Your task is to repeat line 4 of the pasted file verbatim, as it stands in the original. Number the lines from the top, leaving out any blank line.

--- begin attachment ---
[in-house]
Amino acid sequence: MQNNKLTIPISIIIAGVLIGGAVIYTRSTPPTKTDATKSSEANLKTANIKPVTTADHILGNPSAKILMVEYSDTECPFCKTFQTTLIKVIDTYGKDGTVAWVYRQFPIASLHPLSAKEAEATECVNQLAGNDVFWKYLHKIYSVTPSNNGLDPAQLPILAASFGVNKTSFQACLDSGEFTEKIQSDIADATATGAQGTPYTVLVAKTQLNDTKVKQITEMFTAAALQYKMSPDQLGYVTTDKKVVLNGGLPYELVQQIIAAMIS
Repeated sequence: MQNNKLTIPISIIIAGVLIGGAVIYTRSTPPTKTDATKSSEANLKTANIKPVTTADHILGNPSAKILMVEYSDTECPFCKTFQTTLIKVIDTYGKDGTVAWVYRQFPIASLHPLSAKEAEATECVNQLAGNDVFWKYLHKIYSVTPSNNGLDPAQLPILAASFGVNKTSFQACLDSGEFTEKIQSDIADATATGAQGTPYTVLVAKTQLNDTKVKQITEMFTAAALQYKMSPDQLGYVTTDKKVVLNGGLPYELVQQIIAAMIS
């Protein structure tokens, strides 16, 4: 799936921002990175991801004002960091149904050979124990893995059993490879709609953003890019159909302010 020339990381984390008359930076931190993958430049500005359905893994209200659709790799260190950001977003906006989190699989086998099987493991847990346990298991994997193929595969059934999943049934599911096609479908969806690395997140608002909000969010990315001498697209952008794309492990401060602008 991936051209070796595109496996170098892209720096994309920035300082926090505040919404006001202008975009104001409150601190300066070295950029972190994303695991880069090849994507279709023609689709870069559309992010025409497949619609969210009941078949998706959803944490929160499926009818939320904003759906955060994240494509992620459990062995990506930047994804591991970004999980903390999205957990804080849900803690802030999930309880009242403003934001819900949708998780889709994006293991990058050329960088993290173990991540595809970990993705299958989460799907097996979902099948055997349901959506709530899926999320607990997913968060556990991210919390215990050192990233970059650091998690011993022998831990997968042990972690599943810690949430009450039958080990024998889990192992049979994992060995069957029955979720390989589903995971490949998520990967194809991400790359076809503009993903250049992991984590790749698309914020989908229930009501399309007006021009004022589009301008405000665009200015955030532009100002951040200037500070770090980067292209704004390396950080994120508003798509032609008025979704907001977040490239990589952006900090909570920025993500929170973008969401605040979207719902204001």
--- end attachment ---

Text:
């Protein structure tokens, strides 16, 4: 799936921002990175991801004002960091149904050979124990893995059993490879709609953003890019159909302010 020339990381984390008359930076931190993958430049500005359905893994209200659709790799260190950001977003906006989190699989086998099987493991847990346990298991994997193929595969059934999943049934599911096609479908969806690395997140608002909000969010990315001498697209952008794309492990401060602008 991936051209070796595109496996170098892209720096994309920035300082926090505040919404006001202008975009104001409150601190300066070295950029972190994303695991880069090849994507279709023609689709870069559309992010025409497949619609969210009941078949998706959803944490929160499926009818939320904003759906955060994240494509992620459990062995990506930047994804591991970004999980903390999205957990804080849900803690802030999930309880009242403003934001819900949708998780889709994006293991990058050329960088993290173990991540595809970990993705299958989460799907097996979902099948055997349901959506709530899926999320607990997913968060556990991210919390215990050192990233970059650091998690011993022998831990997968042990972690599943810690949430009450039958080990024998889990192992049979994992060995069957029955979720390989589903995971490949998520990967194809991400790359076809503009993903250049992991984590790749698309914020989908229930009501399309007006021009004022589009301008405000665009200015955030532009100002951040200037500070770090980067292209704004390396950080994120508003798509032609008025979704907001977040490239990589952006900090909570920025993500929170973008969401605040979207719902204001």